"Do Not Track." Most internet browsers have a button hidden deep in their settings that says "Do Not Track," and when you click it, you would expect that you regain some control over your internet privacy, as advertisers must adhere to the "Do Not Track" request. But does it actually work?

Nine months ago, the Obama administration agreed to create a "Do Not Track" mechanism in browsers, and while many already have a "Do Not Track" button in place, until the government and advertisers come to agreement, the "Do Not Track" button will have no effect.

The parties have been meeting regularly to try to agree how the "Do Not Track" button should work, but according to CNN, they can't even agree what the "track" in "Do Not Track" means. While some want the "Do Not Track" button to make targeted ads would be a thing of the past, advertisers won't budge on that.

"The advertisers have been extraordinarily obstructionist, raising the same issues over and over again, forcing new issues that were not on the agenda, adding new issues that have been closed, and launching personal attacks," Jonathan Mayer, a Stanford privacy researcher and Do Not Track technology developer, said, according to CNN. We have made, maybe, inches of progress. This continues to be a stalemate."

However, people in the advertising industry say the "Do Not Track" button is too broad, and could kill their business model.

"We have a real concern about using a sledgehammer for a flyswatter problem," Marc Groman, executive director of the National Advertising Initiative, told CNN. "Do Not Track will have a disproportionate effect on our stakeholders."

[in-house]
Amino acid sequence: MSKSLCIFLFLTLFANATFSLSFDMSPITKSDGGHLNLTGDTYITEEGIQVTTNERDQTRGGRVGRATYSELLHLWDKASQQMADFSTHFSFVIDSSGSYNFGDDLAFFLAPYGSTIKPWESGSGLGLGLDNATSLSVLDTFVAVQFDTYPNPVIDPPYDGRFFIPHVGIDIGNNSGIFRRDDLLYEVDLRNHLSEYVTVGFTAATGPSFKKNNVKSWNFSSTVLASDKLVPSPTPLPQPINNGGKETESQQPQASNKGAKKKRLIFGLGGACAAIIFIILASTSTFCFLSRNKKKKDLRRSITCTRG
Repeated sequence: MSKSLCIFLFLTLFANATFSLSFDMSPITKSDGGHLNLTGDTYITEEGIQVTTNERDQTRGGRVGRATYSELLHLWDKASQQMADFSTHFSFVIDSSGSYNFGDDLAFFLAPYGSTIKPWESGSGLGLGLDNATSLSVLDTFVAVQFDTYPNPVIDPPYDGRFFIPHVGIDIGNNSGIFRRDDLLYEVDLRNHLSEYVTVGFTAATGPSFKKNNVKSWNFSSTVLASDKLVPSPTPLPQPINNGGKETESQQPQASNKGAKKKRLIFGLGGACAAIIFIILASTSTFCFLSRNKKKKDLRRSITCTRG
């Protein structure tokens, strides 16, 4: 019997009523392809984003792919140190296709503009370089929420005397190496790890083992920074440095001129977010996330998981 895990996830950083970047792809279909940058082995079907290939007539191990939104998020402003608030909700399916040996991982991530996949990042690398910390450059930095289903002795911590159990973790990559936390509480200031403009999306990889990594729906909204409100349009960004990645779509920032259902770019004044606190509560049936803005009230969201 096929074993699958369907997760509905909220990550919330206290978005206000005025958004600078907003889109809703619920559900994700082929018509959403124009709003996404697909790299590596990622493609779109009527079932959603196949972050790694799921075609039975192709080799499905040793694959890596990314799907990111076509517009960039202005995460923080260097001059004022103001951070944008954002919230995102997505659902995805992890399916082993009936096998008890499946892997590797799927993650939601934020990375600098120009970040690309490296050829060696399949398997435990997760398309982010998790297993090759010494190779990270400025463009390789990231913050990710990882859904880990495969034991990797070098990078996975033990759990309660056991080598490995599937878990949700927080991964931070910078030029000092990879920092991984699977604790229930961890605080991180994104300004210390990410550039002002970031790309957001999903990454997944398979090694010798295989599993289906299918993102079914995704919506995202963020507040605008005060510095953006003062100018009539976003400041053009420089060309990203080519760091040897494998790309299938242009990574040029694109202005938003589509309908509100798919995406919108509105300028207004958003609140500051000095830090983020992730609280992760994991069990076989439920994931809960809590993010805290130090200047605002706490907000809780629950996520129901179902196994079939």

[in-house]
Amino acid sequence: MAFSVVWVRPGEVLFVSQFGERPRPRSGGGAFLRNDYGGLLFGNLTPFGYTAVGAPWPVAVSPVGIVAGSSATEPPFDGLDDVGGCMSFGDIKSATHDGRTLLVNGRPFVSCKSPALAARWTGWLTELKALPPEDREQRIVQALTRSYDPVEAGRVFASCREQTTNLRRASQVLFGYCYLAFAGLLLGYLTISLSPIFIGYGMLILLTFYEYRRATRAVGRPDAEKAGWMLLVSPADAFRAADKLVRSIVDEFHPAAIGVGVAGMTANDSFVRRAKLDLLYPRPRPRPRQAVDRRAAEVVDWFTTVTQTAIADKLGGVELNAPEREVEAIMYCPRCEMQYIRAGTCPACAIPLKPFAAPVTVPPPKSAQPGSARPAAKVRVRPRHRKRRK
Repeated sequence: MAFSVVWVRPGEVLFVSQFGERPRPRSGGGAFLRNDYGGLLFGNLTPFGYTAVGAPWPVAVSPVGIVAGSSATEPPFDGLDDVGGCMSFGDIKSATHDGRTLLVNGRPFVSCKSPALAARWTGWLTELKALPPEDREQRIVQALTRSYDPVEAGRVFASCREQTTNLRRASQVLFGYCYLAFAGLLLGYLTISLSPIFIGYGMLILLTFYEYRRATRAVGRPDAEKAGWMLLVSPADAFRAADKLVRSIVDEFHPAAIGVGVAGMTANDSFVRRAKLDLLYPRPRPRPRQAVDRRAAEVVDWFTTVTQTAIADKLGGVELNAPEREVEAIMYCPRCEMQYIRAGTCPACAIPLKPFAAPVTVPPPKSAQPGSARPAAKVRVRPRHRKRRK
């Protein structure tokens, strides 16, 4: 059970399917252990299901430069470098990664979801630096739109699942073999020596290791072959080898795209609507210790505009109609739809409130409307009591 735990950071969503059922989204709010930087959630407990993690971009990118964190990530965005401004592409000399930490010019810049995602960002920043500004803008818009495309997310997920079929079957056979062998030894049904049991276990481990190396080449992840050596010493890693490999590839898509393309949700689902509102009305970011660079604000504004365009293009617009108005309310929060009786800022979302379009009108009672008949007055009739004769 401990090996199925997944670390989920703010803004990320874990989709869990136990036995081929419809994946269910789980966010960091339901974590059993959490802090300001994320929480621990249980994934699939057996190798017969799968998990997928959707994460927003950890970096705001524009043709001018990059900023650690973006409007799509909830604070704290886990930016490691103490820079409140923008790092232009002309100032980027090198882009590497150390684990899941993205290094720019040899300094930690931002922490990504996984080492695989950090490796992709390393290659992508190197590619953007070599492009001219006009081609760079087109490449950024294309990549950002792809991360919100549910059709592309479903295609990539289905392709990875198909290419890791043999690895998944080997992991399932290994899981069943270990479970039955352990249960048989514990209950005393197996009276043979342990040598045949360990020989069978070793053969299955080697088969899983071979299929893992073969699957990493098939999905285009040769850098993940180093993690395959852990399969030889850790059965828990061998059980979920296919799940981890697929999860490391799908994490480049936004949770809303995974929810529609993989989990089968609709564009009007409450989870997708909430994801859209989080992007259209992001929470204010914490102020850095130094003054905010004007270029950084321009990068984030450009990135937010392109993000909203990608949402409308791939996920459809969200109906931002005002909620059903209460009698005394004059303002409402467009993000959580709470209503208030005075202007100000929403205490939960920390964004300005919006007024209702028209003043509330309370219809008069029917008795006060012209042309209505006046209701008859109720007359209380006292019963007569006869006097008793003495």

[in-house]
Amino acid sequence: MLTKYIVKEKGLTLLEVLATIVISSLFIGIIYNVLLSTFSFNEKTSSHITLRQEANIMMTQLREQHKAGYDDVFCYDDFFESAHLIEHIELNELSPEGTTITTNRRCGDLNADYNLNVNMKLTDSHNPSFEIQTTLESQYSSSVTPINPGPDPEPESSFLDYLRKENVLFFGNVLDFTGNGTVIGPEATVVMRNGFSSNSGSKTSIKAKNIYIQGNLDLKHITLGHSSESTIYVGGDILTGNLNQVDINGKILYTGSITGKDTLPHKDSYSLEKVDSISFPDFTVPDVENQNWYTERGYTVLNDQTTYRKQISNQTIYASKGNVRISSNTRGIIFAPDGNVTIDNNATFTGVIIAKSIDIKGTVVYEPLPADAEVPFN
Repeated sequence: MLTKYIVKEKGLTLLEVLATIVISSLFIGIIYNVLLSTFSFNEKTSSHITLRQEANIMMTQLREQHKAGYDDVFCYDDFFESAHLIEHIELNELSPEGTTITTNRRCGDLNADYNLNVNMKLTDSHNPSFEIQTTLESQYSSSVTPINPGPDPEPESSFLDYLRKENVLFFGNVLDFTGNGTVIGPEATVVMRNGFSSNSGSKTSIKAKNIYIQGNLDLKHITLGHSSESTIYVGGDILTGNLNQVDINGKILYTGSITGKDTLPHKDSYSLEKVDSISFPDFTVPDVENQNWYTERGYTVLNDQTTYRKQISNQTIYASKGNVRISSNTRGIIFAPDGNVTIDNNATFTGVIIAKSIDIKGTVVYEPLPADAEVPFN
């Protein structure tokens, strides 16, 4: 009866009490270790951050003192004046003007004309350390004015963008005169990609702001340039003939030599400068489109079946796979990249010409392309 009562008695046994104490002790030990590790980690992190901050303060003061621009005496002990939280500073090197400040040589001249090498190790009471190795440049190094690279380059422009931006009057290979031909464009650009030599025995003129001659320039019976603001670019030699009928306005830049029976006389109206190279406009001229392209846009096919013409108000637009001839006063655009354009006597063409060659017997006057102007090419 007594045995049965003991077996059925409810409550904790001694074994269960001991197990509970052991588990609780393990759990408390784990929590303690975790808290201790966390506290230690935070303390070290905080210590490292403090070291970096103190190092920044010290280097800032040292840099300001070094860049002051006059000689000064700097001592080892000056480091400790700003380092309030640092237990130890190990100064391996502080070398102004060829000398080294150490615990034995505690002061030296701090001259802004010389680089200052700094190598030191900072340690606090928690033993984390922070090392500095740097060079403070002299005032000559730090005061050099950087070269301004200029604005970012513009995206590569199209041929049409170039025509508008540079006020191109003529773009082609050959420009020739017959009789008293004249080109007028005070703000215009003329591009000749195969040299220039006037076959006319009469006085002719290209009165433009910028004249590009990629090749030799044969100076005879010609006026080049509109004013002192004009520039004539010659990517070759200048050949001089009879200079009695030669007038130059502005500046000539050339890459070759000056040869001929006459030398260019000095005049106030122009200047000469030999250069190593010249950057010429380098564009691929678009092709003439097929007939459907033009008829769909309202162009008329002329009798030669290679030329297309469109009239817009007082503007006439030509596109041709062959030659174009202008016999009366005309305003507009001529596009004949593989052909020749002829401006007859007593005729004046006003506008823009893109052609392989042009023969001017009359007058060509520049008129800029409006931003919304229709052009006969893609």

But while many people want the "Do Not Track" button to work, Spyro Korsanos, CEO of the advertising agency Mediasyndicator, told TechWorld that those views are misguided.

"Our results show that these are actions borne more out of lack of knowledge and confusion about the purpose of tracking technology, which has actually been designed to improve and personalise the services offered to them on the web," he said. The backlash against tracking technology is also partly due to irritation amongst users being overly re-targeted with people having ads following them around on the web - something attributable to less human judgment in chain of automated ad technology and placements."

Regardless of whether people understand what is actually being tracked, the fact remains that many people, including the those in the government, still want the "Do Not Track" button to work. But until the two sides come to agreement, clicking the "Do Not Track" button will have no effect.